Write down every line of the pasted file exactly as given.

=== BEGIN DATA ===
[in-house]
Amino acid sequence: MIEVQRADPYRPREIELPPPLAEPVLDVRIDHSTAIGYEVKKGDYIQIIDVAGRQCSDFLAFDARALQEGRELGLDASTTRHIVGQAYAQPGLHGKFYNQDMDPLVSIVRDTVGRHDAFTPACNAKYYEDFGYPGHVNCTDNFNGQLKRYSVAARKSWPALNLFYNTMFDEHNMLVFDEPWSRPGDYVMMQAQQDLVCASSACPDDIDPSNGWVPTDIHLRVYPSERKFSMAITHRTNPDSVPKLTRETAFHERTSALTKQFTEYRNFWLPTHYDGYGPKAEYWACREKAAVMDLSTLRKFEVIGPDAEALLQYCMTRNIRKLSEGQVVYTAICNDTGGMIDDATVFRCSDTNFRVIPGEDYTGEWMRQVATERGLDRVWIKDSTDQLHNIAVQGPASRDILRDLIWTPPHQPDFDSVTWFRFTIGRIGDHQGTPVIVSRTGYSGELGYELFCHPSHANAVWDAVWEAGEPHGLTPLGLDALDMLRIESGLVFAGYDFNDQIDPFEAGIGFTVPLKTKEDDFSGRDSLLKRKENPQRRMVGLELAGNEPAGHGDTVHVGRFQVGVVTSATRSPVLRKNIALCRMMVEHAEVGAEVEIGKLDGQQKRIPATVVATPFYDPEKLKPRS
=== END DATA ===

[in-house]
Amino acid sequence: MIEVQRADPYRPREIELPPPLAEPVLDVRIDHSTAIGYEVKKGDYIQIIDVAGRQCSDFLAFDARALQEGRELGLDASTTRHIVGQAYAQPGLHGKFYNQDMDPLVSIVRDTVGRHDAFTPACNAKYYEDFGYPGHVNCTDNFNGQLKRYSVAARKSWPALNLFYNTMFDEHNMLVFDEPWSRPGDYVMMQAQQDLVCASSACPDDIDPSNGWVPTDIHLRVYPSERKFSMAITHRTNPDSVPKLTRETAFHERTSALTKQFTEYRNFWLPTHYDGYGPKAEYWACREKAAVMDLSTLRKFEVIGPDAEALLQYCMTRNIRKLSEGQVVYTAICNDTGGMIDDATVFRCSDTNFRVIPGEDYTGEWMRQVATERGLDRVWIKDSTDQLHNIAVQGPASRDILRDLIWTPPHQPDFDSVTWFRFTIGRIGDHQGTPVIVSRTGYSGELGYELFCHPSHANAVWDAVWEAGEPHGLTPLGLDALDMLRIESGLVFAGYDFNDQIDPFEAGIGFTVPLKTKEDDFSGRDSLLKRKENPQRRMVGLELAGNEPAGHGDTVHVGRFQVGVVTSATRSPVLRKNIALCRMMVEHAEVGAEVEIGKLDGQQKRIPATVVATPFYDPEKLKPRS